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Goiter refers to an enlarged thyroid gland. Biosynthetic defects, iodine deficiency, autoimmune disease, and nodular diseases can each lead to goiter, although by different mechanisms. Biosynthetic defects and iodine deficiency are associated with reduced efficiency of thyroid hormone synthesis, leading to increased thyroid-stimulating hormone (TSH), which stimulates thyroid growth as a compensatory mechanism to overcome the block in hormone synthesis. Graves’ disease and Hashimoto’s thyroiditis are also associated with goiter. In Graves’ disease, the goiter results mainly from the TSH-R–mediated effects of thyroid-stimulating immunoglobulins. The goitrous form of Hashimoto’s thyroiditis occurs because of acquired defects in hormone synthesis, leading to elevated levels of TSH and its consequent growth effects. Lymphocytic infiltration and immune system–induced growth factors also contribute to thyroid enlargement in Hashimoto’s thyroiditis.

Thyroid nodular disease is characterized by the disordered growth of thyroid cells, which can be either hyperplastic or neoplastic. A patient may have a multinodular goiter (MNG) in which thyroid nodules (generally hyperplastic) replace the majority of the normal thyroid parenchyma; this presentation is more common in areas of borderline iodine deficiency. Or, the thyroid gland may be normal in size and contain discrete thyroid nodules. Because the management of goiter depends on the etiology, the detection of thyroid enlargement on physical examination should prompt further evaluation to identify its cause.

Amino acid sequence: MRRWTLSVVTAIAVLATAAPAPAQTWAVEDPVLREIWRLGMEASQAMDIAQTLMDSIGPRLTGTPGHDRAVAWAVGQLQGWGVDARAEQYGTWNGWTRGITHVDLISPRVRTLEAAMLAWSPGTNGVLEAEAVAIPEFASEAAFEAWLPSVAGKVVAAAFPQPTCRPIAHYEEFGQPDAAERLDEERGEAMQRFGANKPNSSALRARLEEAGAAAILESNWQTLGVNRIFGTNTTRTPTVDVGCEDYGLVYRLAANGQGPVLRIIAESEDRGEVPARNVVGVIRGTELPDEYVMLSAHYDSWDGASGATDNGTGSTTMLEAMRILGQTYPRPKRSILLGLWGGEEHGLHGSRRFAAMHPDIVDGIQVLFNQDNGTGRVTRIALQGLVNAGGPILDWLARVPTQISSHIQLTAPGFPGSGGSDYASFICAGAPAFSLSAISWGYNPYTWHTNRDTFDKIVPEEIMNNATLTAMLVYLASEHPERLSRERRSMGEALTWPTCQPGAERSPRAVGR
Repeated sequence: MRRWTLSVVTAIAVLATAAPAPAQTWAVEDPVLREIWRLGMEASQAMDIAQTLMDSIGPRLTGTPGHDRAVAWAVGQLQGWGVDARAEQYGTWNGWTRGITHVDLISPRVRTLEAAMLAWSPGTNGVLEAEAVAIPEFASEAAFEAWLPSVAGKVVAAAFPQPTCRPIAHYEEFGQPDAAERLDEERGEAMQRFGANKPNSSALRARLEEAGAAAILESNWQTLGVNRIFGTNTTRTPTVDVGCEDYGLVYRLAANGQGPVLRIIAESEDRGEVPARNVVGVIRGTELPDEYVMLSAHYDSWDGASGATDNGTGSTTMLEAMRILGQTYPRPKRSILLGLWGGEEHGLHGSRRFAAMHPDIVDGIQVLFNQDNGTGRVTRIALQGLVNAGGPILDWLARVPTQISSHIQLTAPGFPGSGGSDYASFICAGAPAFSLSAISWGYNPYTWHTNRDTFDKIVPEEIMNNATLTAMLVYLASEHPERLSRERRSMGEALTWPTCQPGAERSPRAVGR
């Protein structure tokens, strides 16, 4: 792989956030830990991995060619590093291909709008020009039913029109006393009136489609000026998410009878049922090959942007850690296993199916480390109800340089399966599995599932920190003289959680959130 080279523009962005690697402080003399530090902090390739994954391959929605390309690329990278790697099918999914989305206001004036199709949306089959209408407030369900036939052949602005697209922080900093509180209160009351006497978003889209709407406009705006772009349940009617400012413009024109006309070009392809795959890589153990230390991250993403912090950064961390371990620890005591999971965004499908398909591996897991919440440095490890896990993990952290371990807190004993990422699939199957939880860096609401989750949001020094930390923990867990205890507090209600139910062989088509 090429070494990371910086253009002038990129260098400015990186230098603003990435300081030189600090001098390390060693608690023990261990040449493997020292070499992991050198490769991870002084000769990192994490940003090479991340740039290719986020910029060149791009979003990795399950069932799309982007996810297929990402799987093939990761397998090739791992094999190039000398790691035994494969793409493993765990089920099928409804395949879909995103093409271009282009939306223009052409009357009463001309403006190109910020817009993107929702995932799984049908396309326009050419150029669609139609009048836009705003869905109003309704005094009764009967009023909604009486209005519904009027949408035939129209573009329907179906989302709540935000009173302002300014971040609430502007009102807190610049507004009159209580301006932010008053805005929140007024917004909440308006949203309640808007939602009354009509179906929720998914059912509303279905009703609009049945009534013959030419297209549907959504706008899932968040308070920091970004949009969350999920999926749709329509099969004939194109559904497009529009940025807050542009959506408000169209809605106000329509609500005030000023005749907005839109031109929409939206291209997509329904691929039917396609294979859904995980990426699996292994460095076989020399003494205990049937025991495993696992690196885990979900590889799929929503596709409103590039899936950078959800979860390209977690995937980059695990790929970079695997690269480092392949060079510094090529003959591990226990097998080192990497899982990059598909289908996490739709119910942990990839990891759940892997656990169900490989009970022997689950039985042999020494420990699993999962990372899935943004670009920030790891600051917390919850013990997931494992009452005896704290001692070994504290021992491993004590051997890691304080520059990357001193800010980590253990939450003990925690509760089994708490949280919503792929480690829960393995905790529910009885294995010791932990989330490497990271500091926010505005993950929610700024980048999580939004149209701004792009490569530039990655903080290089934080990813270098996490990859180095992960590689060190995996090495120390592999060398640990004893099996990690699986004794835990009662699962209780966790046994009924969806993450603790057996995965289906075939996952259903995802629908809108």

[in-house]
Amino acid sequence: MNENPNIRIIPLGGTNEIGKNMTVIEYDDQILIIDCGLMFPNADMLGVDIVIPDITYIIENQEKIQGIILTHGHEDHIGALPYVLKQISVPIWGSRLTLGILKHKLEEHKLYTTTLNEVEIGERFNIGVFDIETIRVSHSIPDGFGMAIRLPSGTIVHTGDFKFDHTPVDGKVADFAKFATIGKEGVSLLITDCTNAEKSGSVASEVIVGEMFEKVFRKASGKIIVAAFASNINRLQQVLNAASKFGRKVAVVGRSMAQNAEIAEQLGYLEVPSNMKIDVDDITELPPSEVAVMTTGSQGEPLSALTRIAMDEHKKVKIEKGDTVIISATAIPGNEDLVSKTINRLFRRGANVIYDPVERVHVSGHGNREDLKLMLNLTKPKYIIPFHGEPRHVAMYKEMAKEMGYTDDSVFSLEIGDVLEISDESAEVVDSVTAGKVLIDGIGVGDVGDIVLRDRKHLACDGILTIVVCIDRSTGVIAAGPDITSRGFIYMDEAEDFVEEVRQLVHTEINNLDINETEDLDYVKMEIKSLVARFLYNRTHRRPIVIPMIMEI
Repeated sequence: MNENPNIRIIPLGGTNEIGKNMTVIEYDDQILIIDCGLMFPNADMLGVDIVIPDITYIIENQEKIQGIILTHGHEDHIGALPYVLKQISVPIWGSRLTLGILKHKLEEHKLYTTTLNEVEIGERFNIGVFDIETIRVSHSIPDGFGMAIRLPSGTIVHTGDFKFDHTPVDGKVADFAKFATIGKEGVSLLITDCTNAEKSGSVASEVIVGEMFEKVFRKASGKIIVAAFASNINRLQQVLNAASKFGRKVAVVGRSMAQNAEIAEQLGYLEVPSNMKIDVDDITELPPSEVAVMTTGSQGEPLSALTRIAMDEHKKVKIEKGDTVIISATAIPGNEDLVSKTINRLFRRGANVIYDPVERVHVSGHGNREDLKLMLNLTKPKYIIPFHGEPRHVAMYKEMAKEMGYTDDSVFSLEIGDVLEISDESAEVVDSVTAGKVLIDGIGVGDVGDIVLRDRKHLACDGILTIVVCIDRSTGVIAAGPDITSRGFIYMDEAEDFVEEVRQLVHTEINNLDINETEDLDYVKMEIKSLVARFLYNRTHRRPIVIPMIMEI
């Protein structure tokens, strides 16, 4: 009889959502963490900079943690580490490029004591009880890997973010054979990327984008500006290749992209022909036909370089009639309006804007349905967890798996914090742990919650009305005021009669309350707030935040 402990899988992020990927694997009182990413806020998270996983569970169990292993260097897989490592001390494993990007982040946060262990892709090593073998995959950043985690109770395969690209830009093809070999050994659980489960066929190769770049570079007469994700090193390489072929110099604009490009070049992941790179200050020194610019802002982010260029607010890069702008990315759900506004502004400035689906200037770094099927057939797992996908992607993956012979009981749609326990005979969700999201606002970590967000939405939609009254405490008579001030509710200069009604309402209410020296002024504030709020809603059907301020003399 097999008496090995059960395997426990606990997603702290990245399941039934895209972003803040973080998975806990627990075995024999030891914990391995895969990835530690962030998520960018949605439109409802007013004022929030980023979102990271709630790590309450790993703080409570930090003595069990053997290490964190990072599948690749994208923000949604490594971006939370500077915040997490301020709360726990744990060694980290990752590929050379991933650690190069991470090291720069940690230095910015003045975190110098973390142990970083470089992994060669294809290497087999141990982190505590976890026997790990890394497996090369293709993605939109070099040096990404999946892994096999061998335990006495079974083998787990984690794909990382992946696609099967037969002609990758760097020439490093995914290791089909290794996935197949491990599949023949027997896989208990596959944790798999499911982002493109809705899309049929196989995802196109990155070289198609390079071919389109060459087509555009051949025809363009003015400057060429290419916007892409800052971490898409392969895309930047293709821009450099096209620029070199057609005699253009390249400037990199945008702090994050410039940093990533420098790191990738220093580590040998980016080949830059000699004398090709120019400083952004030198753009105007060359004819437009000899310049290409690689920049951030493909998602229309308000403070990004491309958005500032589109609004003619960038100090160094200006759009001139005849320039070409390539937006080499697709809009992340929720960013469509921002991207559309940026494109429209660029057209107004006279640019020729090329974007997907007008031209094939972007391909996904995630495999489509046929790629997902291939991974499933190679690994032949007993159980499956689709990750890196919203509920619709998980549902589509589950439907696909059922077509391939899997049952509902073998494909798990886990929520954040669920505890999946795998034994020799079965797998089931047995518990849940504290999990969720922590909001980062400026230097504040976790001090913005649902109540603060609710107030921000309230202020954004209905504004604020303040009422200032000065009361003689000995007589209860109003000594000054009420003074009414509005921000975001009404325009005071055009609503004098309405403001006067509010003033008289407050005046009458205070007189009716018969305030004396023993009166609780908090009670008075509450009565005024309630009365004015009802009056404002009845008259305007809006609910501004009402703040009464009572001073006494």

Nodular thyroid disease is common, occurring in about 3–7% of adults when assessed by physical examination. Using ultrasound, nodules are present in up to 50% of adults, with the majority being <1 cm in diameter. Thyroid nodules may be solitary or multiple, and they may be functional or nonfunctional.


Etiology and Pathogenesis

When diffuse enlargement of the thyroid occurs in the absence of nodules and hyperthyroidism, it is referred to as a diffuse nontoxic goiter. This is sometimes called simple goiter, because of the absence of nodules, or colloid goiter, because of the presence of uniform follicles that are filled with colloid. Worldwide, diffuse goiter is most commonly caused by iodine deficiency and is termed endemic goiter when it affects >5% of the population. In nonendemic regions, sporadic goiter occurs, and the cause is usually unknown. Thyroid enlargement in teenagers is sometimes referred to as juvenile goiter. In general, goiter is more common in women than men, probably because of the greater prevalence of underlying autoimmune disease and the increased iodine demands associated with pregnancy.

In iodine-deficient areas, thyroid enlargement reflects a compensatory effort to trap iodide and produce sufficient hormone under conditions in which hormone synthesis is relatively inefficient. Somewhat surprisingly, TSH levels are usually normal or only slightly increased, suggesting increased sensitivity to TSH or activation of other pathways that lead to thyroid growth. Iodide appears to have direct actions on thyroid vasculature and may indirectly affect growth through vasoactive substances such ...

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